As soon as the baby was born the people in the room divided up into two groups, the nurses typing a metal dog-tag on the baby’s wrist and swabbing its eyes with cotton on the end of stick and wrapping it up and putting it in a canvas-sided cot, while the doctor and Will started sewing up the woman’s cut with a needle and long thread.

I think someone said, ‘It’s a boy, Mrs Tomolillo,’ but the woman didn’t answer or raise her head.

‘Well, how was it?’ Buddy asked with a satisfied expression as we walked across the green quadrangle to his room.

‘Wonderful,’ I said. ‘I could see something like that every day.’

I didn’t feel up to asking him if there were any other ways to have babies. For some reason the most important thing to me was actually seeing the baby come out of you yourself and making sure it was yours. I thought if you had to have all that pain anyway you might just as well stay awake.

I had always imagine myself hitching up on to my elbows on the delivery table after it was all over – dead white, of course, with no make-up and from the awful ordeal, but smiling and radiant, with my hair down to my waist, and reaching out for my first little squirmy child and saying its name, whatever it was.

Have you read this book? I’d love to hear your thoughts in a comment below!

The Bell Jar – Summary

Here is the book summary from Goodreads:

The Bell Jar chronicles the crack-up of Esther Greenwood: brilliant, beautiful, enormously talented, and successful, but slowly going under—maybe for the last time. Sylvia Plath masterfully draws the reader into Esther’s breakdown with such intensity that Esther’s insanity becomes completely real and even rational, as probable and accessible an experience as going to the movies. Such deep penetration into the dark and harrowing corners of the psyche is an extraordinary accomplishment and has made The Bell Jar a haunting American classic.

Copyright © 1963 by Sylvia Plath.

You can find more details here on Goodreads and on StoryGraph.

Bums in the Attic

Excerpt from The House on Mango Street by Sandra Cisneros

Photo by Julien Maculan on Unsplash

This is an excerpt from the book The House on Mango Street by Sandra Cisneros.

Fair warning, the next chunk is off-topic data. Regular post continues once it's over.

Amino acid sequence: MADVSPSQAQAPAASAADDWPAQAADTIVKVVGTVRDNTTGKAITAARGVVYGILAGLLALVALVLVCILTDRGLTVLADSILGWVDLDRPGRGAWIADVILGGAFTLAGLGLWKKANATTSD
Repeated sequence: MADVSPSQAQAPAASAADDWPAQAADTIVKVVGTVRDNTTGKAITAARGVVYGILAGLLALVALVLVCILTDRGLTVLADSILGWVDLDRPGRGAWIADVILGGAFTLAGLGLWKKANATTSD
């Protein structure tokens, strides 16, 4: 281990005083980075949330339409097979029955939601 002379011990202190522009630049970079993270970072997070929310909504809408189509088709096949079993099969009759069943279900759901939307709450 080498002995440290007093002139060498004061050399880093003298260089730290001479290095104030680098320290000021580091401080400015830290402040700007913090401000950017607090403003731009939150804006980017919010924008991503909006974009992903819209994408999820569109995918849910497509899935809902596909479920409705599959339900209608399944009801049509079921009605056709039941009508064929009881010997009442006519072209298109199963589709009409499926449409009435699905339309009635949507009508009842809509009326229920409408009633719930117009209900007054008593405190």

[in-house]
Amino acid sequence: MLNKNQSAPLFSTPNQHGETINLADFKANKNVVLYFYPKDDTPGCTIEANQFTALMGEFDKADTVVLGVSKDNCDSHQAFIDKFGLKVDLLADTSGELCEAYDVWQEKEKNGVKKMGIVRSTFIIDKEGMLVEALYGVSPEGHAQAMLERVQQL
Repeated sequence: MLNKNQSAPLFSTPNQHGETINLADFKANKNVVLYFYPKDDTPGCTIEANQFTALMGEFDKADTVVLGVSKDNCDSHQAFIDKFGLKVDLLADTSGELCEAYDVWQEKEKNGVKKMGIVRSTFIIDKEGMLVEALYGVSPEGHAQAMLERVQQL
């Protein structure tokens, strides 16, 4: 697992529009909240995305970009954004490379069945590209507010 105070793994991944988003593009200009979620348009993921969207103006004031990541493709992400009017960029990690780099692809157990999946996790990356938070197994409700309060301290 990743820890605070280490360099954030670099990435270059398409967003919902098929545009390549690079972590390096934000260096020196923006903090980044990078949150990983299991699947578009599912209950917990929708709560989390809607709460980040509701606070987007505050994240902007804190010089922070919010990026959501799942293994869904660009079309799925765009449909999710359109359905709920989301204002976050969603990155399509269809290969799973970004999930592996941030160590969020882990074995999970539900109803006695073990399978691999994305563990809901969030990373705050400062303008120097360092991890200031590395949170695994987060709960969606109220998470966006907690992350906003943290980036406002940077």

I want a house on a hill like the ones with the gardens where Papa works. We go on Sundays, Papa’s day off. I used to go. I don’t anymore. You don’t like to go out with us, Papa says. Getting too old? Getting too stuck-up, says Nenny. I don’t tell them I am ashamed—all of us staring out the window like the hungry. I am tired of looking at what we can’t have. When we win the lottery…Mama begins, and then I stop listening.

People who live on hills sleep so close to the stars they forget those of us who live too much on earth. They don’t look down at all except to be content to live on hills. They have nothing to do with last week’s garbage or fear of rats. Night comes. Nothing wakes them but the wind

One day I’ll own my own house, but I won’t forget who I am or where I came from. Passing bums will ask Can I come in? I’ll offer them the attic, ask them to stay, because I know how it is to be without a house.

Some days after dinner guests and I will sit in front of a fire. Floorboards will squeak upstairs. The attic grumble.

Rats? they’ll ask.

Bums, I’ll say, and I’ll be happy.

Have you read this book? I’d love to hear your thoughts in a comment below!

The House on Mango Street – Summary

Here is the book summary from Goodreads:

Acclaimed by critics, beloved by readers of all ages, taught everywhere from inner-city grade schools to universities across the country, and translated all over the world, The House on Mango Street is the remarkable story of Esperanza Cordero.

Told in a series of vignettes – sometimes heartbreaking, sometimes deeply joyous–it is the story of a young Latina girl growing up in Chicago, inventing for herself who and what she will become. Few other books in our time have touched so many readers.

Copyright © 1984 by Sandra Cisneros.

You can find more details here on Goodreads and on StoryGraph.

Five Modern Classics Written by Black Americans

Are you hoping to read more classics this year? Here are some suggestions for Black History month!

I wanted to highlight classics that we don’t hear about as much so that you can read from diverse perspectives. Some of these may be new to you, and some might not.

These five classics are from Black Americans from a variety of genres. All of these are more modern classics, having been written between the years of 1920-1960.

Photo by Clay Banks on Unsplash

Five books from Black Americans

Here’s a list of five books with Black American authors, for more Black History Month reading suggestions.

Modern Classics

  1. Cane by Jean Toomer (1923)
  2. Passing by Nella Larson (1929)
  3. Their Eyes Were Watching God by Zora Neale Hurston (1937)
  4. The Street by Ann Petry (1946)
  5. A Raisin in the Sun by Lorraine Hansberry (1959)